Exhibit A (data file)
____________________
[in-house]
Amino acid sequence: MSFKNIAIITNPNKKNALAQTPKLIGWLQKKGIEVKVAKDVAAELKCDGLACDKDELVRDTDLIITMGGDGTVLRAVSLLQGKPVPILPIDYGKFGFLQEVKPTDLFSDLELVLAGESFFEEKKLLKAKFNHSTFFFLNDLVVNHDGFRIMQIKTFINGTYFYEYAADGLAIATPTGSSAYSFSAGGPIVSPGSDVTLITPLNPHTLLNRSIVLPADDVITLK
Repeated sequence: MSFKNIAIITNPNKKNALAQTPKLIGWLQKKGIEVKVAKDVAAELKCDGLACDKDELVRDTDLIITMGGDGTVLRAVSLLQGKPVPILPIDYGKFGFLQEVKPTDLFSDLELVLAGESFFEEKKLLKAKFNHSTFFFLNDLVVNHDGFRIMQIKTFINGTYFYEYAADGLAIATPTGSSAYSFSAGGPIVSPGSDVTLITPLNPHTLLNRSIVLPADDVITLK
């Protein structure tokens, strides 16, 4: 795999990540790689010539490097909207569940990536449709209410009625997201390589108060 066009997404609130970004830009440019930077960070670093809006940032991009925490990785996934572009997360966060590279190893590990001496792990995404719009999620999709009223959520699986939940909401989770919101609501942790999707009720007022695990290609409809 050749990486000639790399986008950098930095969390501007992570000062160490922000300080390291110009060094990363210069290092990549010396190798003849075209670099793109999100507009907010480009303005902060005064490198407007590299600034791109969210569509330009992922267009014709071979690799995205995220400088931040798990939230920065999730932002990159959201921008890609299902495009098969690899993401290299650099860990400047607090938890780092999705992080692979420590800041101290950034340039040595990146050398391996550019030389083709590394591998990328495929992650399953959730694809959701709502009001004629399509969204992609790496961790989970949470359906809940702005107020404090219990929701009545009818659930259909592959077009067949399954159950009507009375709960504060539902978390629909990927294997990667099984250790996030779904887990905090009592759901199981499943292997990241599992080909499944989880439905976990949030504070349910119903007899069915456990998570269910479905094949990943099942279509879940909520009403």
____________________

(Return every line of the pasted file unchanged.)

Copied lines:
[in-house]
Amino acid sequence: MSFKNIAIITNPNKKNALAQTPKLIGWLQKKGIEVKVAKDVAAELKCDGLACDKDELVRDTDLIITMGGDGTVLRAVSLLQGKPVPILPIDYGKFGFLQEVKPTDLFSDLELVLAGESFFEEKKLLKAKFNHSTFFFLNDLVVNHDGFRIMQIKTFINGTYFYEYAADGLAIATPTGSSAYSFSAGGPIVSPGSDVTLITPLNPHTLLNRSIVLPADDVITLK
Repeated sequence: MSFKNIAIITNPNKKNALAQTPKLIGWLQKKGIEVKVAKDVAAELKCDGLACDKDELVRDTDLIITMGGDGTVLRAVSLLQGKPVPILPIDYGKFGFLQEVKPTDLFSDLELVLAGESFFEEKKLLKAKFNHSTFFFLNDLVVNHDGFRIMQIKTFINGTYFYEYAADGLAIATPTGSSAYSFSAGGPIVSPGSDVTLITPLNPHTLLNRSIVLPADDVITLK
């Protein structure tokens, strides 16, 4: 795999990540790689010539490097909207569940990536449709209410009625997201390589108060 066009997404609130970004830009440019930077960070670093809006940032991009925490990785996934572009997360966060590279190893590990001496792990995404719009999620999709009223959520699986939940909401989770919101609501942790999707009720007022695990290609409809 050749990486000639790399986008950098930095969390501007992570000062160490922000300080390291110009060094990363210069290092990549010396190798003849075209670099793109999100507009907010480009303005902060005064490198407007590299600034791109969210569509330009992922267009014709071979690799995205995220400088931040798990939230920065999730932002990159959201921008890609299902495009098969690899993401290299650099860990400047607090938890780092999705992080692979420590800041101290950034340039040595990146050398391996550019030389083709590394591998990328495929992650399953959730694809959701709502009001004629399509969204992609790496961790989970949470359906809940702005107020404090219990929701009545009818659930259909592959077009067949399954159950009507009375709960504060539902978390629909990927294997990667099984250790996030779904887990905090009592759901199981499943292997990241599992080909499944989880439905976990949030504070349910119903007899069915456990998570269910479905094949990943099942279509879940909520009403």